Remember that we are all dummies here,
and must never label each other as such.
Say “I” a lot. As in,
“I like how you look in those pants.”
Or, “I admire your persistence in trying to master that ukulele passage.”
Not, “I wish you would at least pretend to listen when I’m talking.”
Or, “I want to kill you when you clear your throat.”
You might think that sarcasm
is the spice of conversation.
Your spouse might instead call it
the acid reflux of conversation.
Even as spice, a little goes a long way,
and likely too far.
Learn to be quiet with one another
without thinking about bleak modern theatre
In marriage as in theatre, though,
the suspension of disbelief is a key element.
If necessary, attend local amateur productions,
Spend together just the right amount of time.
Of course, that will vary, and neither you nor your spouse
will be confident you know what the right amount is,
or agree on that for long.
If you must fight—and you must fight—
fight efficiently, and try to fight fair.
Do not in heated moments, for example, declare
that your spouse is exactly like a parent of his or hers
in having some trait that you have previously agreed
can be utterly unbearable, even if—
especially if—you both know it’s true.
Recall that marriage is not a mixed martial art
except in its final throes.
No pun intended!
About sex: yes, with each other.
Children and money pose problems,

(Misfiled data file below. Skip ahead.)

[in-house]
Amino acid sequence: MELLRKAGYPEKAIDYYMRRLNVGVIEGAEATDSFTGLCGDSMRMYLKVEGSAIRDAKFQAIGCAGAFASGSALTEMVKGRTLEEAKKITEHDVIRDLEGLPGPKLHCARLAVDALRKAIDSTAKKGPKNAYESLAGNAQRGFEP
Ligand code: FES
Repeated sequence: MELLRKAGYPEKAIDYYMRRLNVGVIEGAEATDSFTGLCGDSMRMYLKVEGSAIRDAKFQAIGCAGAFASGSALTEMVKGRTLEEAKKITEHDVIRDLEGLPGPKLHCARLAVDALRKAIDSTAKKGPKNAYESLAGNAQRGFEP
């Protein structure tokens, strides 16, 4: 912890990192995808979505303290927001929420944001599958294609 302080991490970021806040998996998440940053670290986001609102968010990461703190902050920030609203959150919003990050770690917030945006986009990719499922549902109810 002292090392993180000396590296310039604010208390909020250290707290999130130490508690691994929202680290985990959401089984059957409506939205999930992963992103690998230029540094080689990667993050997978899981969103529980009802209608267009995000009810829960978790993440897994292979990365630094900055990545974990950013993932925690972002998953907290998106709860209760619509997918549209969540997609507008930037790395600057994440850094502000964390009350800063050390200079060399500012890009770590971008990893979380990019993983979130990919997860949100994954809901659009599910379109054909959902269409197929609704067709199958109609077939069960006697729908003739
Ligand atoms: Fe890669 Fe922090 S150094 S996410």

but beware what happens when they go away.
Everything in moderation, but especially
From time to time, but not on a schedule,
look at your spouse and let yourself feel
that among the world’s billions you chose
have kept each other
not because it was fated
or because it was time
or the friends in common, many long gone
or because she thought you were funny
or because of the smells and textures and tastes
of your respective selves then
but because together and apart
you would knit and ravel
the sleeves and rents
in this loose and constraining
against all weathers
still holding your warmth
still not undone
about the author:
In the course of becoming a poet and psychologist, Andrew Kuhn has sold firewood, rebuilt apartments, done aid work, and worked as a journalist. His poems have appeared in Able Muse Review, Chimaera, The Mailer Review, and other venues; new work is forthcoming in Common Ground Review and The Heron’s Nest. Kuhn also conducts interviews with distinguished poets in support of the Katonah Poetry Series, an organization that has brought live poetry readings to Katonah, NY for almost fifty years. Kuhn is a graduate of Yale University, and the City University of New York, where he received his PhD in clinical psychology.